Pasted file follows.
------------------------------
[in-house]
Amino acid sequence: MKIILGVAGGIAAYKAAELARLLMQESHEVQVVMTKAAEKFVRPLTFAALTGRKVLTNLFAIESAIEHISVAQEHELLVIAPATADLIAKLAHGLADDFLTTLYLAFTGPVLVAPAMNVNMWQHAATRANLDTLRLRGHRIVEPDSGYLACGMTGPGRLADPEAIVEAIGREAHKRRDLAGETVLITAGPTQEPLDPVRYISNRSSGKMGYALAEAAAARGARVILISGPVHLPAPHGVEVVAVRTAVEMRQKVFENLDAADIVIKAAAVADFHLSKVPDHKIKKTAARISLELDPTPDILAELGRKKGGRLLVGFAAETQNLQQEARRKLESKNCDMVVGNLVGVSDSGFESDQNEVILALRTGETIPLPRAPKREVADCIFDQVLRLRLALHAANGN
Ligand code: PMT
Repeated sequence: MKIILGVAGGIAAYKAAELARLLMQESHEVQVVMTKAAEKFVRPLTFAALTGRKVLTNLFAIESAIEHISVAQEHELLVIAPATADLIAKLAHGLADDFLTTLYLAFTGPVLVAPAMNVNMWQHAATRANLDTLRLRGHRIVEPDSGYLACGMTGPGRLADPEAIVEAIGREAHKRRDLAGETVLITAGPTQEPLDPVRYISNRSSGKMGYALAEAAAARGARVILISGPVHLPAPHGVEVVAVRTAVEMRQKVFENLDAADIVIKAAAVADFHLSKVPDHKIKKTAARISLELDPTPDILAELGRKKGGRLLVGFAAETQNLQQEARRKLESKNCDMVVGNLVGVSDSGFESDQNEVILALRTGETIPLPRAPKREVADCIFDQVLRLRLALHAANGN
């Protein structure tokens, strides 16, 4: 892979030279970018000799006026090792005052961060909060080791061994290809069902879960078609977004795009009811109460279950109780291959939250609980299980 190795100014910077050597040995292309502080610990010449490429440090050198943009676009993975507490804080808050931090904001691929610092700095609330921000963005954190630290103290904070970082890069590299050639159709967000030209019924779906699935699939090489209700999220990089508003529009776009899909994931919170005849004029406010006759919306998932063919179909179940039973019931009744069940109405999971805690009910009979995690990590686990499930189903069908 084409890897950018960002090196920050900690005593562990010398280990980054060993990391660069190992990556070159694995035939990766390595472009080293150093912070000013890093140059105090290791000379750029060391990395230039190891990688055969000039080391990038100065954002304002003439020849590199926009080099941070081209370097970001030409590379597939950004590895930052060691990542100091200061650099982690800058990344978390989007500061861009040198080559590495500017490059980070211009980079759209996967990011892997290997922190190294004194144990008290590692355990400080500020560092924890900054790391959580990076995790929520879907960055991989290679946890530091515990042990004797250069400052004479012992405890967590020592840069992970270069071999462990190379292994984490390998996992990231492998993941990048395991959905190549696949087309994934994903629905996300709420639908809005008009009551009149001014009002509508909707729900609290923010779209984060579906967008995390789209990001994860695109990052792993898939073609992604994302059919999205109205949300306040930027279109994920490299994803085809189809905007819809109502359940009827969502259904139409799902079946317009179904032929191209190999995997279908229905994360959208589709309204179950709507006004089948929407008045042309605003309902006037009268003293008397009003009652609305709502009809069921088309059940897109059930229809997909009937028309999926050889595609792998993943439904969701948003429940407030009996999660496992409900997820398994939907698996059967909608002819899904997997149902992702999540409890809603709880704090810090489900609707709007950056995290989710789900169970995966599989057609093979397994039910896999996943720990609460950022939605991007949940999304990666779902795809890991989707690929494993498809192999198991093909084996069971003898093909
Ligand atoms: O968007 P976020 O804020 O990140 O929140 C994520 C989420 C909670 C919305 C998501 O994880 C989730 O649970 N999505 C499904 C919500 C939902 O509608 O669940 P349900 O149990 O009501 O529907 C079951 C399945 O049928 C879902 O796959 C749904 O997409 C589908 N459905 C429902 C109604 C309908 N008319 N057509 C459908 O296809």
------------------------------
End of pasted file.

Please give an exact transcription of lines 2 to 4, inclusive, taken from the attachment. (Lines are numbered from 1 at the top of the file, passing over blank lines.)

Amino acid sequence: MKIILGVAGGIAAYKAAELARLLMQESHEVQVVMTKAAEKFVRPLTFAALTGRKVLTNLFAIESAIEHISVAQEHELLVIAPATADLIAKLAHGLADDFLTTLYLAFTGPVLVAPAMNVNMWQHAATRANLDTLRLRGHRIVEPDSGYLACGMTGPGRLADPEAIVEAIGREAHKRRDLAGETVLITAGPTQEPLDPVRYISNRSSGKMGYALAEAAAARGARVILISGPVHLPAPHGVEVVAVRTAVEMRQKVFENLDAADIVIKAAAVADFHLSKVPDHKIKKTAARISLELDPTPDILAELGRKKGGRLLVGFAAETQNLQQEARRKLESKNCDMVVGNLVGVSDSGFESDQNEVILALRTGETIPLPRAPKREVADCIFDQVLRLRLALHAANGN
Ligand code: PMT
Repeated sequence: MKIILGVAGGIAAYKAAELARLLMQESHEVQVVMTKAAEKFVRPLTFAALTGRKVLTNLFAIESAIEHISVAQEHELLVIAPATADLIAKLAHGLADDFLTTLYLAFTGPVLVAPAMNVNMWQHAATRANLDTLRLRGHRIVEPDSGYLACGMTGPGRLADPEAIVEAIGREAHKRRDLAGETVLITAGPTQEPLDPVRYISNRSSGKMGYALAEAAAARGARVILISGPVHLPAPHGVEVVAVRTAVEMRQKVFENLDAADIVIKAAAVADFHLSKVPDHKIKKTAARISLELDPTPDILAELGRKKGGRLLVGFAAETQNLQQEARRKLESKNCDMVVGNLVGVSDSGFESDQNEVILALRTGETIPLPRAPKREVADCIFDQVLRLRLALHAANGN